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Lifelong Endurance Exercise as a Countermeasure Against Age-Related \(\dot{V}{\text{O}}_{{ 2 {\text{max}}}}\) Decline: Physiological Overview and Insights from Masters Athletes

Abstract

Maximum oxygen consumption (\(\dot{V}{\text{O}}_{{ 2 {\text{max}}}}\)) is not only an indicator of endurance performance, but also a strong predictor of cardiovascular disease and mortality. This physiological parameter is known to decrease with aging. In turn, physical exercise might attenuate the rate of aging-related decline in \(\dot{V}{\text{O}}_{{ 2 {\text{max}}}}\), which in light of the global population aging is of major clinical relevance, especially at advanced ages. In this narrative review, we summarize the evidence available from masters athletes about the role of lifelong endurance exercise on aging-related \(\dot{V}{\text{O}}_{{ 2 {\text{max}}}}\) decline, with examples of the highest \(\dot{V}{\text{O}}_{{ 2 {\text{max}}}}\) values reported in the scientific literature for athletes across different ages (e.g., 35 ml·kg−1·min−1 in a centenarian cyclist). These data suggest that a linear decrease in \(\dot{V}{\text{O}}_{{ 2 {\text{max}}}}\) might be possible if physical exercise loads are kept consistently high through the entire life span, with \(\dot{V}{\text{O}}_{{ 2 {\text{max}}}}\) values remaining higher than those of the general population across all ages. We also summarize the main physiological changes that occur with inactive aging at different system levels—pulmonary and cardiovascular function, blood O2 carrying capacity, skeletal muscle capillary density and oxidative capacity—and negatively influence \(\dot{V}{\text{O}}_{{ 2 {\text{max}}}}\), and review how lifelong exercise can attenuate or even prevent most—but apparently not all (e.g., maximum heart rate decline)—of them. In summary, although aging seems to be invariably associated with a progressive decline in \(\dot{V}{\text{O}}_{{ 2 {\text{max}}}}\), maintaining high levels of physical exercise along the life span slows the multi-systemic deterioration that is commonly observed in inactive individuals, thereby attenuating age-related \(\dot{V}{\text{O}}_{{ 2 {\text{max}}}}\) decline.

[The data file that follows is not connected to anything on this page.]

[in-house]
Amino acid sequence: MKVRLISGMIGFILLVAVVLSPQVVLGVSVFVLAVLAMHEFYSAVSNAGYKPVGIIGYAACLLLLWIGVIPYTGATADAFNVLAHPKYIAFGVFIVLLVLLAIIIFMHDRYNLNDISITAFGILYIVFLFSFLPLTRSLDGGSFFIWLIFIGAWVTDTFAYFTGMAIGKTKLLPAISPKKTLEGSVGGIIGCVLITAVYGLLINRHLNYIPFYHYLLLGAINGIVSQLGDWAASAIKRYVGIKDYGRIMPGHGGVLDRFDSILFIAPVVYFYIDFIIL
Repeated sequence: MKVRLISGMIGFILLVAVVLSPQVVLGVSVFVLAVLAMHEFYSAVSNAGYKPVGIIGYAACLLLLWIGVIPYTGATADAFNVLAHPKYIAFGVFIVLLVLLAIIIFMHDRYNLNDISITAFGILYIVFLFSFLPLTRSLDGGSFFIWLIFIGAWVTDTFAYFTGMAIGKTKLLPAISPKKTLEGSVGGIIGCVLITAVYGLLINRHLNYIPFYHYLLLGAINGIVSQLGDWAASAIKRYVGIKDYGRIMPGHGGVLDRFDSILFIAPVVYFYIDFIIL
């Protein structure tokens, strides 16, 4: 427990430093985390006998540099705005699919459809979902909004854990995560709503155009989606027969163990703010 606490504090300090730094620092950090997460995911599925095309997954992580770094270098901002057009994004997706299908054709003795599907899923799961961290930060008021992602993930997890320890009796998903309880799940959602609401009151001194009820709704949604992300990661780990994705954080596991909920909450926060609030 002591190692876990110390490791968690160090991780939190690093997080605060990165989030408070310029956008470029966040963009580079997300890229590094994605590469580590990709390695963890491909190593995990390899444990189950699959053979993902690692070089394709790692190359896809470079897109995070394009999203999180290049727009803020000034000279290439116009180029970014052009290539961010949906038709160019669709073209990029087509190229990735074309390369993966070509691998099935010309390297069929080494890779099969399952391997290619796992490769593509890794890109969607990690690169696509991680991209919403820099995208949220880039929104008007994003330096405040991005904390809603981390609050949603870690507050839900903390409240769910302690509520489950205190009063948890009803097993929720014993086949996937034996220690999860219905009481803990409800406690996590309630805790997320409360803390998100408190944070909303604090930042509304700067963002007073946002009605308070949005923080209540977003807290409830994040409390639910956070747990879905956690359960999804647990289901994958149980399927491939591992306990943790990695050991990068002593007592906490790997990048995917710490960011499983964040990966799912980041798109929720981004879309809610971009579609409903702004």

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Acknowledgements

We sincerely thank Adrián Castillo García (http://www.fissac.com) for designing the figures included in this work.

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Correspondence to Pedro L. Valenzuela.

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The work of Pedro Valenzuela is supported by University of Acalá (FPI2016) and the research by Alejandro Lucia on aging is funded by the Fondo de Investigaciones Sanitarias, Instituto de Salud Carlos III (FIS, Grant PI15/00558) and cofunded by ‘Fondos FEDER’. No other specific sources of funding were used to assist in the preparation of this article.

Conflict of interest

Pedro L. Valenzuela, Nicola A. Maffiuletti, Michael J. Joyner, Alejandro Lucia and Romuald Lepers declare that they have no conflicts of interest relevant to the content of this review.

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Valenzuela, P.L., Maffiuletti, N.A., Joyner, M.J. et al. Lifelong Endurance Exercise as a Countermeasure Against Age-Related \(\dot{V}{\text{O}}_{{ 2 {\text{max}}}}\) Decline: Physiological Overview and Insights from Masters Athletes. Sports Med 50, 703–716 (2020). https://doi.org/10.1007/s40279-019-01252-0

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